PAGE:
Valeria graduated in History from the University of Florence with a thesis on the use of photography as a historical document. After a period of study at the Sorbonne University in Paris, she worked for the Gallimard publishing house, collaborating with the in-house graphics department. Once back in Italy, she worked as a freelance professional for graphic studios and publishing houses. In 2009 she founded her own studio in Milan, specialising in the communication of cultural events, art exhibitions, festivals and museum activities, taking care of every aspect: image, advertising, exhibition graphics, catalogues and merchandise. She designs books and publishing series, logotypes and packaging. Some of his most recent collaborations are with LaBiennale di Venezia, Palazzo Reale di Milano, Contrasto, Palazzo delle Esposizioni di Roma, Palazzo Ducale di Genova, Festival MiTo Settembre Musica, Civita, Giunti, Mondadori, Gruppo Gems, Musée royaux des Beaux-Arts de Belgique, Pinacothèque de Paris. Since 2010, he has been collaborating with MUSEC and is very fond of his collection of Japanese photography.
Junita Arneld joined MUSEC in 2006, working on projects to enhance the museum's Indonesian art collections, particularly those relating to the cultural traditions of the Dayak people, from which she is originally. Having deepened and perfected her knowledge of photography - her eternal passion - in 2012 she was awarded the title of best Indonesian photographer in the Gallery Photography Indonesia Foundation (GPI) competition. In the following years, her landscape and travel photographs, taken during numerous explorations of the Indonesian archipelago, were selected for group exhibitions in South Korea and Indonesia. Another photographic genre she researches is still life.
Since 2013 Junita Arneld has been a member of the Governing Board and Jury of the GPI Foundation's photography competition. Since 2015 she has been supporting the activities of the MUSEC Conservation and Exhibitions Laboratory as a photographer. Her favourite works at MUSEC are the samurai armours from the Morigi Collection.
Paolo Maiullari is responsible for research and exhibition activities. He has a degree in Science of Cultural Heritage and Activities and a Master's degree in "Intercultural Trainers of Italian for Foreigners" from the University of Insubria in Como and Varese.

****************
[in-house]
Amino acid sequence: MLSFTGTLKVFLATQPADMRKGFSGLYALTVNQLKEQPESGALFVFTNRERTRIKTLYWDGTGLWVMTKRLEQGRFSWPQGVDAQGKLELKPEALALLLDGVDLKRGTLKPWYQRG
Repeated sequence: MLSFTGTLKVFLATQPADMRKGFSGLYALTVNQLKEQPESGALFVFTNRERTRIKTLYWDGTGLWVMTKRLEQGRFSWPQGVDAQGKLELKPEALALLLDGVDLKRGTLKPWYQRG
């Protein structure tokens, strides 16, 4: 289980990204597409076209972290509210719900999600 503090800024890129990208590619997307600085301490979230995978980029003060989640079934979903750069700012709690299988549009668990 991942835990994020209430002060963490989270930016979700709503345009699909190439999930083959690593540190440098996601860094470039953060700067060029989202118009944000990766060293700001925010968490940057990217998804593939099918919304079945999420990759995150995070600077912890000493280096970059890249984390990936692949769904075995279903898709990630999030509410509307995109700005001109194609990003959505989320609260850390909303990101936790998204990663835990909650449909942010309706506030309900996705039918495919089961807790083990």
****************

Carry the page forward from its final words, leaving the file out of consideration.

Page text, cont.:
In 2003, he approached the Museum through the Brignoni Collection from Borneo, a region where he has been carrying out field research since 2000 and where MUSEC has one of the most important collections of monumental dayak sculpture in the world.
In 2010 he joined the MUSEC research group. Since 2013 he has been in charge of the "Altrarti" cycle of projects.
His favourite works are the ceremonial sculptures of the Dayaks of Borneo, the ceremonial paddle of the Tubuai Islands and Japanese woodcut prints.
Having taken an early interest in anthropology thanks to a philosophy teacher, Moira pursued this passion throughout her university studies, eventually obtaining a PhD in Anthropological Sciences from the University of Turin in 2007. Since 2008, she has been assistant professor of Cultural Anthropology at the University of Insubria. She arrived at MUSEC in 2012 with a scholarship to study the photographic collection of the Ceschin Pilone Foundation. Her encounter with the photographs in the collection began her passion and study for Japan and Japanese art, which continues to this day. Moira is in fact responsible for the Japanese collections and the photographic fund of the Yokohama School. She has carried out fieldwork in Bamenda in Cameroon (2001 and 2005), among migrant communities from sub-Saharan Africa in northern Italy (2007) and in Japan in 2018. In her spare time, she devotes herself to discovering gardening and local products, as a counterpoint to a career studded with the exotic.
After graduating in History and Protection of the Archaeological, Artistic, Archival and Book Heritage at the University of Florence, Nora moved to Paris where she specialised in the History of Collecting, earning a Master's degree and a PhD at the Université Sorbonne.
She approached MUSEC precisely because of her interest in collecting, a discipline not only linked to the history of taste, objects or the art market. As a human phenomenon, the history of collecting is also the history of ideas, anthropology, sociology, politics and economics.
What fascinates her most is investigating the human creativity that expresses, through a work of art, an entire culture. Her favourite works are the top sections of Borneo ceremonial ironwood poles from the Brignoni collection.
Antonio Aimi is an Americanist working on the interpretation of sources (artefacts and texts) of pre-Columbian cultures at the intersection of several disciplines (anthropology, archaeology, history, aesthetics). He has been teaching Pre-Columbian Civilisations at the University of Milan since 2003 and has been co-director of the university's activities in Peru since 2006.
He has curated several exhibitions on pre-Columbian cultures and written dozens of articles and books. Some of his publications can be downloaded from: https://unimi.academia.edu/AntonioAimi
As a native of the province of Parma, he loves good food and applies scientific research methods to choosing the tastiest specialities. He has been collaborating with MUSEC since 2005 and his favourite work is the precious Maori hei-tiki pendant from the Brignoni Collection.